Turn Up the Heat -- Kimberly Kincaid
Book 1 of Pine Mountain series
As much as I enjoyed this book, in hindsight, I have to admit that it was fairly formulaic Contemporary Romance stuff. The highlight of a Kimberly Kincaid book, I’ve found after reading three of her Line series books, is that they are written in a fairly entertaining fashion and the narration always has those enjoyably witty-good moments.
In a sense, despite being a typical romance novel of the “Meet Cute” to “Off on the Wrong Foot” to “Instant Attraction” to “Witty Banter and Exchange Developments” to “Good Relationship/Friendship Development” to “Lust Fulfillment via Mind-Blowing Sex” to “Falling in Love” to “Everyone Has Secret Commitment/Childhood/Twisty Behavior Issues”, with a final ending “Reconciliation and Happily Ever After™”... I really DID find Turn Up the Heat to be quite enjoyable.
The Story in Brief:
Basically, Bellamy Blake is having a terrible week that pretty much forces her to re-evaluate her entire life. Her boyfriend has just indirectly dumped her by NOT telling her that he’s moving to a different state (an announcement that happens on local television, by the way) without her. A continued strain on the relationship with her boss and said boss’s slave-driving ways eventually leads to Bellamy’s resignation in the heat of the moment. Then the transmission of her fancy Miata blows while she’s making the mountainous drive up to Pine Mountain resorts in the middle of a coming snowstorm.
And then she meets Shane Griffin, a small town mechanic who just so happens to have some strange beef with city people, who takes one look at Bellamy with her city girl aura, and automatically decides to peg her as a rich and spoiled, self-entitled city girl. And then he precedes to heckle her before she even gets a chance to request the services of his garage to help her figure out what happened to her car. (Way to acquire business deals you actually need to make money for the loan payments that are currently pending, douchebag.)
The rest of the story entails the romantic escapades of Bellamy and Shane as well as a little soul searching on both ends of the relationship concerning their current lives. It’s got a pretty straight-forward story and a straight-forward romance with the obligatory miscommunications, secret-keepings, bendings of certain truths, and misunderstandings.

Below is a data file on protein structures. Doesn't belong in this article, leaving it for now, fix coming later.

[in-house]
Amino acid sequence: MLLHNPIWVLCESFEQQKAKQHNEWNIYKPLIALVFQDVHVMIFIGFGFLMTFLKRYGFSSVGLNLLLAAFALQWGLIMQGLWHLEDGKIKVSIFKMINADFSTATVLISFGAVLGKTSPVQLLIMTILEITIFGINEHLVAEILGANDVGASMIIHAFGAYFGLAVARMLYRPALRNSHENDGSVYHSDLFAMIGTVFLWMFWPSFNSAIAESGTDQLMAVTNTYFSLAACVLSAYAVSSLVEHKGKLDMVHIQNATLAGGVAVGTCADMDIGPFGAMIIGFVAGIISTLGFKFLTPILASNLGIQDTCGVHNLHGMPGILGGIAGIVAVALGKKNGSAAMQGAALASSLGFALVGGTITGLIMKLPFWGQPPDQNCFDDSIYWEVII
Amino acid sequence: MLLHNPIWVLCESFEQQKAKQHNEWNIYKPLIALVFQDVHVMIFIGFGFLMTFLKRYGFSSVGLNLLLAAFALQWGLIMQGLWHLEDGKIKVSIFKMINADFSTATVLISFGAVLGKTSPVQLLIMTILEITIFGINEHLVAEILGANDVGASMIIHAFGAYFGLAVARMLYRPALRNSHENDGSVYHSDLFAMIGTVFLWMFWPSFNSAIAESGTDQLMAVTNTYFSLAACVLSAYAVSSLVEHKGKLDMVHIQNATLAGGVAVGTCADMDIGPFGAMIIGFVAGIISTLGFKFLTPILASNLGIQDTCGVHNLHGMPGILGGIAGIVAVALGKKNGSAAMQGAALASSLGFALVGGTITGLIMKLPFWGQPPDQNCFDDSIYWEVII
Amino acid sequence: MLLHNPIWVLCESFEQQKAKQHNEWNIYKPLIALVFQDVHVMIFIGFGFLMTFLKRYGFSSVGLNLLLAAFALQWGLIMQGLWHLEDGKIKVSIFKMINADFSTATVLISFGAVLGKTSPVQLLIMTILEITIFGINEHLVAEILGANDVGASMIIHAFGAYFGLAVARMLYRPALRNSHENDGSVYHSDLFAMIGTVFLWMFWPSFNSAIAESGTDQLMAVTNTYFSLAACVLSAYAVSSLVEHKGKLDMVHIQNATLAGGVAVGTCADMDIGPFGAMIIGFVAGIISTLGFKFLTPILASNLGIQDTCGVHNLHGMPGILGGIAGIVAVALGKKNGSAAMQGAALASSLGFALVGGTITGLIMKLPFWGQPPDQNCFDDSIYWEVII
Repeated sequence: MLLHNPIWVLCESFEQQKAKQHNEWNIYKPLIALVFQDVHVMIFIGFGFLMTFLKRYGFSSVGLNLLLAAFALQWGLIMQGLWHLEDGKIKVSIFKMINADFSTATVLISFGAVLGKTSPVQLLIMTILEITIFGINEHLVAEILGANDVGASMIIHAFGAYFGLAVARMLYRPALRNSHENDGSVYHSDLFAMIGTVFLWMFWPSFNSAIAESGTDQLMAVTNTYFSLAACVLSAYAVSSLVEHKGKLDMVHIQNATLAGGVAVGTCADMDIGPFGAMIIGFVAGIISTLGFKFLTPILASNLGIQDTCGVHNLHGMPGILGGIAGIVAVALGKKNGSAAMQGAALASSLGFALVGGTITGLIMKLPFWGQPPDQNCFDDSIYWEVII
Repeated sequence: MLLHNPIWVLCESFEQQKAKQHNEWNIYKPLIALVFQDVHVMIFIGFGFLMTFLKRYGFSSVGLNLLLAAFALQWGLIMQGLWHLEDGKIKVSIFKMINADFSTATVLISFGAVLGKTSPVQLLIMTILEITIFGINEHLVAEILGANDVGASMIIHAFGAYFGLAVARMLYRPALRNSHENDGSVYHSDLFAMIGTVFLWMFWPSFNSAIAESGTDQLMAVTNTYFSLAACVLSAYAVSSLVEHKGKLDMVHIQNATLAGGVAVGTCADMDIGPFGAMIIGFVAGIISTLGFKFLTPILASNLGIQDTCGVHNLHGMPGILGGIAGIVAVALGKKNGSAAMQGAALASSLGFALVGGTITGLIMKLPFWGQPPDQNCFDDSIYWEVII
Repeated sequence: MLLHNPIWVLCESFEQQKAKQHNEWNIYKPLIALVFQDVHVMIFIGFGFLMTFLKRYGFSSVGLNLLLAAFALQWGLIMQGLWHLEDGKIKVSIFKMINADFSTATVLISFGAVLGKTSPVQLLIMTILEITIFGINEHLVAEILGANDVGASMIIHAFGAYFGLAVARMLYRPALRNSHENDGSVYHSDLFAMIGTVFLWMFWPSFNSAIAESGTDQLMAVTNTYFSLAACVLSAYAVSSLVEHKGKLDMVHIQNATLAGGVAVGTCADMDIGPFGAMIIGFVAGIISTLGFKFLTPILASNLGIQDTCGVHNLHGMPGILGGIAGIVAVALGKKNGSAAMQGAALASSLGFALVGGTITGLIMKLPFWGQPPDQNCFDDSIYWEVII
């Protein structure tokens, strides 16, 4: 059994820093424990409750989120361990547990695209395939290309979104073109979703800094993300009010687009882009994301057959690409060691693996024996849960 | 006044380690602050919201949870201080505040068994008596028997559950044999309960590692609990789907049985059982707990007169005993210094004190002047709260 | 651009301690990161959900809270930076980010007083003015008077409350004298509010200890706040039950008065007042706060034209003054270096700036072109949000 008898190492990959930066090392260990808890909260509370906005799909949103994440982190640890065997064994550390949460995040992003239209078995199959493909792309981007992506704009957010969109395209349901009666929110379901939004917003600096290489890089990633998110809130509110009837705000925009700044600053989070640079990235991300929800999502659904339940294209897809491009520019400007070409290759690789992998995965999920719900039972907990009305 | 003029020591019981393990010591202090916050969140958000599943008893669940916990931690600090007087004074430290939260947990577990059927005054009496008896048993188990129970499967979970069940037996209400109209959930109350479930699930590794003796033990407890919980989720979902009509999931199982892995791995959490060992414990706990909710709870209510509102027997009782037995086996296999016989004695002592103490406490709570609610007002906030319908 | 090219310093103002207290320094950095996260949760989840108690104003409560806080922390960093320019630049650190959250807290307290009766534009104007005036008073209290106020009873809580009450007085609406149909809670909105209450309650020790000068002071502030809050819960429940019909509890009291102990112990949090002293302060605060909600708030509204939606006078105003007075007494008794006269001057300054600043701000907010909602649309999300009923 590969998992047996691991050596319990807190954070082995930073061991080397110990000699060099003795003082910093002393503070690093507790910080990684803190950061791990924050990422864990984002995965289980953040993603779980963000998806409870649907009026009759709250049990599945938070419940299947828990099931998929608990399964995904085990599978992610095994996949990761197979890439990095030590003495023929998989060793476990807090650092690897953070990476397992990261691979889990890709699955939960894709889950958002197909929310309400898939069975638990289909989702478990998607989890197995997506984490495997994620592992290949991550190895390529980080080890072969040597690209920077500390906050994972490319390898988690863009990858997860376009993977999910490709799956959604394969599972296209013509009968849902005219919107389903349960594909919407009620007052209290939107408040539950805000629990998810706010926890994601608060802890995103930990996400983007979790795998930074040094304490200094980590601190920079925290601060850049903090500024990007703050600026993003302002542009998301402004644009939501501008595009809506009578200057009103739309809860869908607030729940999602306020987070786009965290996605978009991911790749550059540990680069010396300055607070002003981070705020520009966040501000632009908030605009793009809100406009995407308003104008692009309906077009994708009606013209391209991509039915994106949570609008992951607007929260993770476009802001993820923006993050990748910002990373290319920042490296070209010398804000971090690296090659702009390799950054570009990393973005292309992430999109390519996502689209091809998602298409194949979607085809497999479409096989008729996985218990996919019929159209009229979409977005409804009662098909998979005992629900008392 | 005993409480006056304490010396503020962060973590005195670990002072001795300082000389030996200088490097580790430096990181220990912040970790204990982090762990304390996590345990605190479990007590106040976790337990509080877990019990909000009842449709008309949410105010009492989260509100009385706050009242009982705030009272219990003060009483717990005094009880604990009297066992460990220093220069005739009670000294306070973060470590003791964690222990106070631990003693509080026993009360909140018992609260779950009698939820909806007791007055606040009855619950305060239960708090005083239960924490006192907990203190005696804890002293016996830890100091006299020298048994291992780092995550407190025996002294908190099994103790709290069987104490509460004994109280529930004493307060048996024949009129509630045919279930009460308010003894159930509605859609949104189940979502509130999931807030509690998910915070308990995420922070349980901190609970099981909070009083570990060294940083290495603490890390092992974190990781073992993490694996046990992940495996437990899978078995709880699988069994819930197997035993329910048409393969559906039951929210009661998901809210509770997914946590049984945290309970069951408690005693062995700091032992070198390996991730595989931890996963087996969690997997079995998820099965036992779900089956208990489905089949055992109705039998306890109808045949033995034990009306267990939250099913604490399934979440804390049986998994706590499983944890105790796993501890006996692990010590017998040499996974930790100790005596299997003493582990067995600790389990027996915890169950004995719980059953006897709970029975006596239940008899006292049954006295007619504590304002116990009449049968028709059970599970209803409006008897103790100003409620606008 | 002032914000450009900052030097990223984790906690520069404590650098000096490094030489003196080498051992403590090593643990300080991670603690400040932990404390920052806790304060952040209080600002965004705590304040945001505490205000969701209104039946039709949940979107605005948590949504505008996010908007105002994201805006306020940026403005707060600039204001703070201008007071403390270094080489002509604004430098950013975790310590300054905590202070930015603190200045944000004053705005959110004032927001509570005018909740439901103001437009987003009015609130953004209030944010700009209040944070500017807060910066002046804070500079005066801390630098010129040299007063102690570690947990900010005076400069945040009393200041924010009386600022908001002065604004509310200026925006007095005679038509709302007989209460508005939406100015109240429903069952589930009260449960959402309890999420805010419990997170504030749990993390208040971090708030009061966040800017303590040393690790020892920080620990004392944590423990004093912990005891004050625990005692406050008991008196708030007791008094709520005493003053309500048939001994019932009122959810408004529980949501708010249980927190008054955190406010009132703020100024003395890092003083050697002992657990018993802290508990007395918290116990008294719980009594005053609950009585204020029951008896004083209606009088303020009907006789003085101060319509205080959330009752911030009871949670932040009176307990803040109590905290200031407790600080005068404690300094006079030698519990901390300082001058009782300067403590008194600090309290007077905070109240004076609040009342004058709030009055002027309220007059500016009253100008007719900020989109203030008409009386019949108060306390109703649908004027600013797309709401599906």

It all sounds fairly straight forward and flat, but really, the book was a lot of fun to read. Granted, I DID kind of feel like the big secret was a bit dull, the misunderstanding was eye-roll worthy, and Shane’s little beef with city people was a bit over-dramatic.
I mean, just because you've encountered one city person you have issues with and have had a single bad experience with city living doesn't mean that the entire city is evil; nor does it mean that every city person can automatically be filed into "It's okay for me to act like a douche towards her because she is from the city and will turn her nose up at small town living anyway, and also, she's probably a rich, spoiled, entitled brat."
Talk about prejudiced stereotyping... I mean, for crying out loud, Shane took one look at her, barely had a civil conversation because he started off being hostile in the first place, and already decided he knew exactly who Bellamy was in his negative connotation of "She's from the city" way. Besides,
I decided that he had no right to his first impression pre-judgments about Bellamy.
Nonetheless, the characters are witty and relatable in their own ways, the side characters are loads of amusement to have around, and there’s a spattering of food porn here and there since Bellamy is a self-taught amazing cook. (There are recipes at the end of the book of dishes and snacks Bellamy makes in the story, as seems to be the norm with a Kimberly Kincaid book.)
And while at first I thought that Shane was a big fat asshole with his pre-judgments and his uncalled for nasty behavior, the guy slowly grows on you. He’s certainly got a nice romantic streak on him, and together with Bellamy, the two make a great couple with hot sexual chemistry as well as a strange, soul-mate-like quality to their jedi-mind-trick communications. Although it doesn’t escape me that the fact that they “just get each other” was repeated a few times too many to describe how compatible the two of them are in the whole “they just get each other” deparment.
Overall, Turn Up the Heat was an enjoyable read which was no less than I’d been expecting from Kimberly Kincaid.